The Weird and Kind of Disgusting History of Fluoride
The Center for Disease Control has called community water fluoridation one of the 10 great public health achievements of the 20th century. This is due to its effectiveness, and low cost. In fact, the American Dental Association, American Academy of Pediatrics, US Public Health Service, and World Health Organization all advocate for fluoridating community water supplies. But, we haven’t always reaped the oral-health benefits of fluoride. Actually, until recently, we haven’t even fully understood the full scope of fluoride.
The Colorado Brown Stain
In 1901, a young dental school graduate named Frederick McKay moved to Colorado Springs, Colorado to open a dental practice. Upon his arrival, he was astounded to observe that many of the locals suffered from brown stains on their teeth. Sometimes, these stains were so dark that it appeared as if their teeth were caked in dark chocolate. After observing this, McKay frantically searched for information about the disorder causing the stains.
Teeth mottling (dental fluorosis)
McKay invited a renowned dental researcher named Dr. G.V. Black to help him get to the root of the stain affecting those in Colorado Springs. In 1909, Black accepted the invitation and arrived in Colorado. For six years, the two worked together and found that nearly 90% of children native to Colorado Springs suffered from the stain. They gave the brown stain a more technical name (tooth mottling, which was later changed to fluorosis) and were surprised to discover that mottled teeth were highly resistant to tooth decay. While they couldn’t identify a cause for tooth mottling, they noted the anti-cavity effects of the stain and moved on.
Up to Colorado
In 1923, McKay went from Colorado Springs to Oakley, Idaho to investigate a recent uptick in tooth mottling in Oakley. The parents told him that the stains began appearing shortly after Oakley constructed a communal water pipeline to a warm spring five miles away. After examining and finding the water to be normal, McKay advised town leaders to abandon the pipeline and use a nearby spring as their water source. The town obliged, and within a few years the brown stains disappeared.
McKay still hadn’t found the exact cause, but he isolated the source of tooth mottling.
McKay then travelled to Bauxite, Arkansas, a town owned by an aluminum plant called the Aluminum Company of America (ALCOA). The residents of Bauxite were afflicted with mottled teeth, but nearby towns were not. McKay asked the town to conduct a study on the water, and returned to Colorado.
ALCOA’s chief chemist, H.V. Churchill, analyzed the water with more powerful tools than available to McKay when he was in Oakley. Several days after the study was conducted, Churchill found high levels of fluoride in the water at Bauxite. At first, he couldn’t believe it, and he promptly ordered a new sample. The second test showed the same results and compelled Churchill to write a 5 page letter to McKay.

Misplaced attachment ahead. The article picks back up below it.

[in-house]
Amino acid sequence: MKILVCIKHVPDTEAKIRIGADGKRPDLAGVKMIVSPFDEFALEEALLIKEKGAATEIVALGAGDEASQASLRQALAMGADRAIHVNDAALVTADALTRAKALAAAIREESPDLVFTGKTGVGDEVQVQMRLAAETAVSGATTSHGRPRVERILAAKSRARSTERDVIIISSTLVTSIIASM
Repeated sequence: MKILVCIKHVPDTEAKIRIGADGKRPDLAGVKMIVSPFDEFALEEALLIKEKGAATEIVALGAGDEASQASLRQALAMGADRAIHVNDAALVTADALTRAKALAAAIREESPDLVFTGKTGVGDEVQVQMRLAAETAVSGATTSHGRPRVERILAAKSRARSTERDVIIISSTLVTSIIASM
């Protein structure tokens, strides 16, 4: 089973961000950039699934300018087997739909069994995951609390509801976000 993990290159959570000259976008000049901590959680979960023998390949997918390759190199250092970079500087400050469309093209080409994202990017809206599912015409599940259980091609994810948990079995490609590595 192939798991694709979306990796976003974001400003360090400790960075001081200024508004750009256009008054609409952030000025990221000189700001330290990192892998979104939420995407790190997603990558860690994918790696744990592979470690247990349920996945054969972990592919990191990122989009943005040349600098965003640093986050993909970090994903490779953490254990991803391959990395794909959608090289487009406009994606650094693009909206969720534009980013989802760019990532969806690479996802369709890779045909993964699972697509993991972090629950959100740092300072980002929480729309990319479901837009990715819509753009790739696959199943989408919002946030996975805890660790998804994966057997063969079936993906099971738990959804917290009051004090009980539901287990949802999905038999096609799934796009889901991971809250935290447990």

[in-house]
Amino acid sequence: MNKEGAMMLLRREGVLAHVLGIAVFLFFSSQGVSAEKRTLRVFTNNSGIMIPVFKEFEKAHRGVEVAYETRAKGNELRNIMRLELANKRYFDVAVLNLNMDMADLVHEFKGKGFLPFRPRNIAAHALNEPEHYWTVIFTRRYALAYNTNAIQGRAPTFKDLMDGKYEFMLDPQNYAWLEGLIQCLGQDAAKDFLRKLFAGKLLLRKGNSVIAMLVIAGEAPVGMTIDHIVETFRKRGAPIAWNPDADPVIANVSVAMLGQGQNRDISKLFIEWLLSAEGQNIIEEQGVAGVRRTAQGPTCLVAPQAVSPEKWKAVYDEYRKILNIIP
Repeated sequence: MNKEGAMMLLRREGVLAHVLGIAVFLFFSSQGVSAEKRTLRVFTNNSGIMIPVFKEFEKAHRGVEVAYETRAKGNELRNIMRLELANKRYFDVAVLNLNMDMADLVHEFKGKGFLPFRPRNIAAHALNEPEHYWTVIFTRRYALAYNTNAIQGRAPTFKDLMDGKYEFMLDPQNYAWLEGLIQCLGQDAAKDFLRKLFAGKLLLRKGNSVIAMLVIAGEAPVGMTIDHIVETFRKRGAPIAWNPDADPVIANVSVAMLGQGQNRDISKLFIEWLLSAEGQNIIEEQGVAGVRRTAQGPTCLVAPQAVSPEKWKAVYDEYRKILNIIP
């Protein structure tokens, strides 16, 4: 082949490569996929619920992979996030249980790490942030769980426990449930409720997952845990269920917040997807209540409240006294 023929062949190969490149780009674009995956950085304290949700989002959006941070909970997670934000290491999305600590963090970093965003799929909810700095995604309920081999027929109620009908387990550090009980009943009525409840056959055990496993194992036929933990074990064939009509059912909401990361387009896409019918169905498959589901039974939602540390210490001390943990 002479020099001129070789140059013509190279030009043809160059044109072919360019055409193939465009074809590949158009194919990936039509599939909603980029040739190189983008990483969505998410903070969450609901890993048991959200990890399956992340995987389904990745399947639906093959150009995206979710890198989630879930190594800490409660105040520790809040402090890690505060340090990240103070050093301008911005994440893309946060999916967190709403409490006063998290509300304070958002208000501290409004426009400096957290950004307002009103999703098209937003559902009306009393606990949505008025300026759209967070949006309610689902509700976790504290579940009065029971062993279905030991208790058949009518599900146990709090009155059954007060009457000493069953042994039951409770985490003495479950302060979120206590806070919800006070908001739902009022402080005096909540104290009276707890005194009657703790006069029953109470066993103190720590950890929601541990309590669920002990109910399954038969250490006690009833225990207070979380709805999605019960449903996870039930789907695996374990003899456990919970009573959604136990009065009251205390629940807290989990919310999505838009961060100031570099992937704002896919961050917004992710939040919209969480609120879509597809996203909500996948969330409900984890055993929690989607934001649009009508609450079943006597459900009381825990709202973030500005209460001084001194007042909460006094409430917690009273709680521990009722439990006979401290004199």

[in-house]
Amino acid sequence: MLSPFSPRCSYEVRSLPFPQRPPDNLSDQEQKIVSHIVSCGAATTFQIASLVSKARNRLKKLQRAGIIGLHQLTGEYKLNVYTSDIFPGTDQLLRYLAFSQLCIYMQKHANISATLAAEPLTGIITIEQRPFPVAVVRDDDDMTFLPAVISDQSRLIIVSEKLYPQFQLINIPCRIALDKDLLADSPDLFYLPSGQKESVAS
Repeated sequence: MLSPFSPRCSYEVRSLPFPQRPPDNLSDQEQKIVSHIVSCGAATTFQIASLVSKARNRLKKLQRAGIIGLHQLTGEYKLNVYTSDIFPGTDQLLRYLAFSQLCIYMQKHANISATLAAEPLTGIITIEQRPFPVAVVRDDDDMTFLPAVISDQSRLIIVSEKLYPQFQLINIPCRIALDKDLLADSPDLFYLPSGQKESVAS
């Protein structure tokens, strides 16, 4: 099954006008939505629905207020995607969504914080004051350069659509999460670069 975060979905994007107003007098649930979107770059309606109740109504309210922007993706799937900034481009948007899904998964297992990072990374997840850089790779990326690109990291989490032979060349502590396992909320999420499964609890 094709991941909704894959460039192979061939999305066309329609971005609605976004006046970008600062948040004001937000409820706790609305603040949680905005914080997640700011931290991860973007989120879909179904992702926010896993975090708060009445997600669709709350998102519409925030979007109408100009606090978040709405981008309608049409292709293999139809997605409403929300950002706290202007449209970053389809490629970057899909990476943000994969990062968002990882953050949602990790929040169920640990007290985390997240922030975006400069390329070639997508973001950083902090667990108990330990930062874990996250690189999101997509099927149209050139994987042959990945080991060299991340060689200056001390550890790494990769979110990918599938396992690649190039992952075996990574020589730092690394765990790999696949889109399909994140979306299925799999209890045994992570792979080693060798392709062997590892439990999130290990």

The letter informed McKay of the fluoride findings, and Churchill urged him to test samples from Colorado Spring and Oakley for increased levels of fluoride.
McKay obliged, and within months, he found the answer to the brown stain problem: increased levels of fluoride were in fact staining teeth.
National Institute of Health (NIH)
Upon learning of McKay and Churchill’s findings, the National Institute of Health (NIH) decided to investigate water-borne fluoride, and the effects on teeth. Drs Trendley Dean and Elias Elvove first came up with a method to measure fluoride levels in water. Together, they developed a state-of-the-art method to measure fluoride levels in water with an accuracy of 0.1 parts per million (ppm). By the late 1930’s the NIH concluded that fluoride levels up to 1.0 ppm could not cause enamel fluorosis.
But does Fluoride help with Cavities?
Upon finding that miniscule amounts of fluoride would not stain teeth, the NIH went back to McKay’s writings where he observed the cavity resistance of those with the brown stain. Dean wondered whether adding fluoride to drinking water at physically and cosmetically safe levels would help fight tooth decay. This hypothesis, Dean told his colleagues, would need to be tested. In 1945, Grand Rapids Michigan voted to add fluoride to its drinking water. The 15 year study would be the first of its kind. After just 11 years, Dean announced that the cavity rate among children in Grand Rapids had dropped more than 60%. This was a major scientific breakthrough and helped revolutionize dental care.
Today, fluoride is widely acknowledged as a way to prevent cavities. In the United States, community water fluoridation costs just over 1 dollar per person every year, which is a low price to pay for better oral health. Check online to see if your town uses a fluoridated water source. If not, we suggest buying fluoridated toothpaste to get your daily dose of cavity-preventing fluoride.